The Song of Fire and Ice Series (Thrones): This really may be the best fantasy series of all time. I can't remember enjoying a series this much since first reading Dune when I was young. It really is as good as the hype. Martin's skill is multifaceted: his dozens characters are believable and captivating, the world is vast and deep, and there are few dull moments in any of the multiple arcing plotlines. The world is gritty and random, the characters are real, and sometimes they die. The subtlety in his art is in how he adapts his writing to the narrator's point of view to really submerge you in their stream of thoughts. In this respect his work almost reminds me of Faulkner and "As I Lay Dying". The dialog is second to none. My only minor complaint would be that some of the seemingly important moments, such as some of the battles, are skipped over in the transitions between character chapters. But in the end there are probably reasons for that.

The Dying Earth, Jack Vance: I found and read this specifically and solely because Martin mentioned it as a major influence. The Dying Earth is a stories and one novella set in the same world. The world setting is the unique selling point. It's fantasy, but it takes place in a far future earth where humans have long since developed technology indistinguishable from magic, and then much later completely forgot how any of the technology worked until they are left with literal magic which some of them can use but none really understand. The sun is old and dying, and more or less every mode of existence has already been attempted at least once. The dialog is sometimes obtuse to the point of annoyance but if you can get over that the world and adventures are fascinating.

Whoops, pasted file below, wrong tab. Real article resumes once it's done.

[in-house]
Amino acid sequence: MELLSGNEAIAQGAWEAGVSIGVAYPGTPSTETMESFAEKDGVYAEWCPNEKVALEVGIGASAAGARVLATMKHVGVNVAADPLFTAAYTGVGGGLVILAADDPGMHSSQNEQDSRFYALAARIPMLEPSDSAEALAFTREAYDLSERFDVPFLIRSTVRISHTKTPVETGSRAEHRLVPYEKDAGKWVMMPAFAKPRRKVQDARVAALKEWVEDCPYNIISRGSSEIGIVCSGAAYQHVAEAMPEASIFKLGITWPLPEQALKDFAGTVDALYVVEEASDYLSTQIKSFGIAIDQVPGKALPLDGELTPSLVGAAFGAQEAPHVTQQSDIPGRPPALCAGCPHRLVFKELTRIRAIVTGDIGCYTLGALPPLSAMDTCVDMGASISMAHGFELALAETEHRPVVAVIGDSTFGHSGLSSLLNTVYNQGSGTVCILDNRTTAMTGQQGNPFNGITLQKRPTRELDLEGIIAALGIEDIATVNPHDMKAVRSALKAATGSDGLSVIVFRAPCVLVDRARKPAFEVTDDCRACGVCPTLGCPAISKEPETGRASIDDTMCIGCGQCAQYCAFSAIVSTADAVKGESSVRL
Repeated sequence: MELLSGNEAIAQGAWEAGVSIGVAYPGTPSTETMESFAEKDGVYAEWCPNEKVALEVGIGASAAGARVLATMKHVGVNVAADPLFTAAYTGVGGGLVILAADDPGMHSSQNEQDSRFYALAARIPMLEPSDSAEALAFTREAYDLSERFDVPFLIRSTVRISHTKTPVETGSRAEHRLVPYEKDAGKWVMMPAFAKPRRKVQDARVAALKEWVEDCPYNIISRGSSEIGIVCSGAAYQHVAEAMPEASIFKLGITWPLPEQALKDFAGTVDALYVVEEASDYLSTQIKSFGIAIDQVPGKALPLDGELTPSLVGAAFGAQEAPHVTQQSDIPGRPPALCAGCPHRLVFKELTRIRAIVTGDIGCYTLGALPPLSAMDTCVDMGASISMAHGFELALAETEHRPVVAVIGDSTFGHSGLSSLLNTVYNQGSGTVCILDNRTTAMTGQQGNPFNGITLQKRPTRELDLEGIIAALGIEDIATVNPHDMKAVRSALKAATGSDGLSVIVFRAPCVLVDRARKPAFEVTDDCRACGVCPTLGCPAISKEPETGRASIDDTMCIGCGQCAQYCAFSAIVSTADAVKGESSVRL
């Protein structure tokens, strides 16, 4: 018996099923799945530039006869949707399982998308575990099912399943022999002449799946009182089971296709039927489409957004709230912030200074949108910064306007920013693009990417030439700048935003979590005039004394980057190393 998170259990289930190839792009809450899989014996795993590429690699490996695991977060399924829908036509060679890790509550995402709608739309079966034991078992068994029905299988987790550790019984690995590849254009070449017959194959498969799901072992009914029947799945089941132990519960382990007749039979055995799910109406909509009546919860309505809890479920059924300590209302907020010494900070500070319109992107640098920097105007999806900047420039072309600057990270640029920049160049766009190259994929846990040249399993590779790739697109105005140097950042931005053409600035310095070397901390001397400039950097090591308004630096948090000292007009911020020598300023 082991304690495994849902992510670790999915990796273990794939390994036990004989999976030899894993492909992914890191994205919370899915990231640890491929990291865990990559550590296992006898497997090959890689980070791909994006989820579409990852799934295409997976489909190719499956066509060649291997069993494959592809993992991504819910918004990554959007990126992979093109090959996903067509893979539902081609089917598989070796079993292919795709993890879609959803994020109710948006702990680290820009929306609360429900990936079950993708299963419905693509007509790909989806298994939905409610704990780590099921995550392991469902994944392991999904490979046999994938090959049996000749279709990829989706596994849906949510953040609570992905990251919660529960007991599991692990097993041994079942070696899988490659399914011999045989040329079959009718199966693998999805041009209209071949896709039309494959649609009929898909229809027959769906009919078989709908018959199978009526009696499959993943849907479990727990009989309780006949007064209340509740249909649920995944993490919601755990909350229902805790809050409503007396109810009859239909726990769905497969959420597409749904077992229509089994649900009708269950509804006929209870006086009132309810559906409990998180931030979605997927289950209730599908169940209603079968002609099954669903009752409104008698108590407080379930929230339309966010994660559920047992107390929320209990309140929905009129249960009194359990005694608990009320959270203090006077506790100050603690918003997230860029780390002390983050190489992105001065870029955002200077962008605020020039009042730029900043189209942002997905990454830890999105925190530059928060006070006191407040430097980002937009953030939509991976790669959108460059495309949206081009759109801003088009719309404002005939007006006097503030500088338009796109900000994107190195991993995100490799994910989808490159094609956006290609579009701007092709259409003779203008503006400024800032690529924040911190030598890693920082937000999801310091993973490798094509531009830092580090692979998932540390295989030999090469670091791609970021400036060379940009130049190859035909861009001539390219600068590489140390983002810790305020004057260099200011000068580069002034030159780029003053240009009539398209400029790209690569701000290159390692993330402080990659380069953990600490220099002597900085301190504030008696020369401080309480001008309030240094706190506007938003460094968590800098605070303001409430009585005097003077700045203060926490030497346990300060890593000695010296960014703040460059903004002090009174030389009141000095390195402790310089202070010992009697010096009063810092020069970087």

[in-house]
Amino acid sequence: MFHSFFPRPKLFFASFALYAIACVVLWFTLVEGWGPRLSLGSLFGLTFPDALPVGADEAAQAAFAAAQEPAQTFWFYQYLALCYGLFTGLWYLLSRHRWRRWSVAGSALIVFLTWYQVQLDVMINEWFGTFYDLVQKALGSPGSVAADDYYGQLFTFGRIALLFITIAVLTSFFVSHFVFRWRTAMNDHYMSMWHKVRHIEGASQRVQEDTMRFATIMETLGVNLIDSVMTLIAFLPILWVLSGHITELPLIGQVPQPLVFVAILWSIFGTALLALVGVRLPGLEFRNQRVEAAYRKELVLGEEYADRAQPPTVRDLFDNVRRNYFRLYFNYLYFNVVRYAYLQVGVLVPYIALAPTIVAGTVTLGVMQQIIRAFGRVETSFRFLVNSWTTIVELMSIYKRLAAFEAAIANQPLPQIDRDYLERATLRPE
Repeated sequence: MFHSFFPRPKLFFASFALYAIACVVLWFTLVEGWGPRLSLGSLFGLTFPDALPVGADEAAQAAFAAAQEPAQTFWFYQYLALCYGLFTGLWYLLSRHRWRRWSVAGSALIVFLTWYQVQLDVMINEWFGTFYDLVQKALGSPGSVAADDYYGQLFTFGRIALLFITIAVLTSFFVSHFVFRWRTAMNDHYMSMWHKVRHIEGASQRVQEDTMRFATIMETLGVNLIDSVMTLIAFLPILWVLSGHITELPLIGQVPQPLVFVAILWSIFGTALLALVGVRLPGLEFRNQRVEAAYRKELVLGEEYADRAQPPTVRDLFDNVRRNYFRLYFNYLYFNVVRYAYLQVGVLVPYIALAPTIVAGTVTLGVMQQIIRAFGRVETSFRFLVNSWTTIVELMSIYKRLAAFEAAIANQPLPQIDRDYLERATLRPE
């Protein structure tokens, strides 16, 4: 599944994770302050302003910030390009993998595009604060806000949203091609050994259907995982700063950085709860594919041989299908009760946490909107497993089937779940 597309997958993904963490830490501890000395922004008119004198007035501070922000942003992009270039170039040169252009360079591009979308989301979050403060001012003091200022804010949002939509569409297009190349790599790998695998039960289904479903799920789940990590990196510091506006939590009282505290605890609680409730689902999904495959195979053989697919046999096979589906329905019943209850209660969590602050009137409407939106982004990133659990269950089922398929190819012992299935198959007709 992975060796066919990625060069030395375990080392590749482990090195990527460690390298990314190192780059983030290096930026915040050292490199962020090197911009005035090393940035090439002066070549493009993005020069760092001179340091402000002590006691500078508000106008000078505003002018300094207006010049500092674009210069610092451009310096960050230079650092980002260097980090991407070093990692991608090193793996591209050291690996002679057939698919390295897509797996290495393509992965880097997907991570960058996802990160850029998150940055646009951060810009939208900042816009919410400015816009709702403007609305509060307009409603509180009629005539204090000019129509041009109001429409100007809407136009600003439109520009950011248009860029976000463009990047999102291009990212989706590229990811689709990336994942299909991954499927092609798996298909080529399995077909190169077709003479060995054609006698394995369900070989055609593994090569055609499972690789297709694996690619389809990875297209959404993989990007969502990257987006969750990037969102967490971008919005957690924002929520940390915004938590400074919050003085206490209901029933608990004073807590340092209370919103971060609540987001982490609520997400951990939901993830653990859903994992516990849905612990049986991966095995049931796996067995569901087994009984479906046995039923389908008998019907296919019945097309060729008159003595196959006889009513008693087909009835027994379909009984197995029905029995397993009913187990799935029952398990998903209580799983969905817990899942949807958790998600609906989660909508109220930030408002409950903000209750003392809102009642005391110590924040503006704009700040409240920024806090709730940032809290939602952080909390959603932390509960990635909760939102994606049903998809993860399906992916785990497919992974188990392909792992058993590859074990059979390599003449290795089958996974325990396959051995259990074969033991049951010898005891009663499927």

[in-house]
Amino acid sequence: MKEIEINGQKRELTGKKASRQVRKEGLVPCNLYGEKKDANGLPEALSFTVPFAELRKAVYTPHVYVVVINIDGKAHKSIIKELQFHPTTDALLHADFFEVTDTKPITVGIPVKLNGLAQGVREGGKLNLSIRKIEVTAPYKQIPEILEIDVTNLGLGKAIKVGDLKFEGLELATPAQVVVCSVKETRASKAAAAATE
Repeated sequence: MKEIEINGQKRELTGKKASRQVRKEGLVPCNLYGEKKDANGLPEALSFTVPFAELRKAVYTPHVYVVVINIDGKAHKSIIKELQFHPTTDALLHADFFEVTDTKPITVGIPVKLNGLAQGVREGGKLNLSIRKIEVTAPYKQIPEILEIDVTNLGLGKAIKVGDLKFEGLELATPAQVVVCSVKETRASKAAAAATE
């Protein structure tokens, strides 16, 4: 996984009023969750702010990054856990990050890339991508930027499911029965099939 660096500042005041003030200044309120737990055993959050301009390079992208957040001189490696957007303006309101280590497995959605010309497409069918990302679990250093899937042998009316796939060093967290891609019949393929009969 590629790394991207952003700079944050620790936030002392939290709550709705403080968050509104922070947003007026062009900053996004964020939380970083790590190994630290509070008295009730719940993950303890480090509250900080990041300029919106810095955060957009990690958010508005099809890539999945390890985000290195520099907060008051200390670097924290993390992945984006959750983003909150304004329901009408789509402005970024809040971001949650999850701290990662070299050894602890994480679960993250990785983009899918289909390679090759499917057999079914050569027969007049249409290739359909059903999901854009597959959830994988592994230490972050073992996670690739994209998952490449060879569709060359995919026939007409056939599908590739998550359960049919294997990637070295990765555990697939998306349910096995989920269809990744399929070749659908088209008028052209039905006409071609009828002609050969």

Tigana (Guy Gavriel Kay): Tigana is a long stand alone fantasy set in a world you could summarize as somewhat like medieval italy + magic. The plot is multifaceted but centers around complex multi-generational crimes and revenge in a war-torn realm. Of the recent fantasy I've read, Kay at times most reminds me of R Martin: they both build detailed worlds modeled after medieval fact for substance and then add in a system of magic on top, they both interweave multiple narrations from believable characters, and both use well structured plots which build up to satisfying climaxes. Kay's writing is sometimes a little slower than Martin's but in the end he achieves a simliar high quality. I've just picked a few of his other novels (none of which appear to be series).

Listening to the Sword of Truth series audiobooks. My impression so far: meh. Lots of preaching, fallacies and inconsistencies in between some decent action and fighting sequences. I guess MoR has ruined the fantasy genre for me.

Actually, it's just that the Sword of Truth is really, really bad.

People armed only with their hatred of moral clarity


In the first books I liked the story. There is a hero who must fight not only against his opponents but often also against his self-proclaimed allies. There is an overpowered opponent capable of magic, neutralizing magic, long-distance mind reading, politics, propaganda, leading armies, mass destruction, and conquering the world. I was really curious how this hero could succeed to defeat such opponent. Unfortunately, even the author was unable to solve this puzzle well, and the conflict resolution pretty much did not make sense.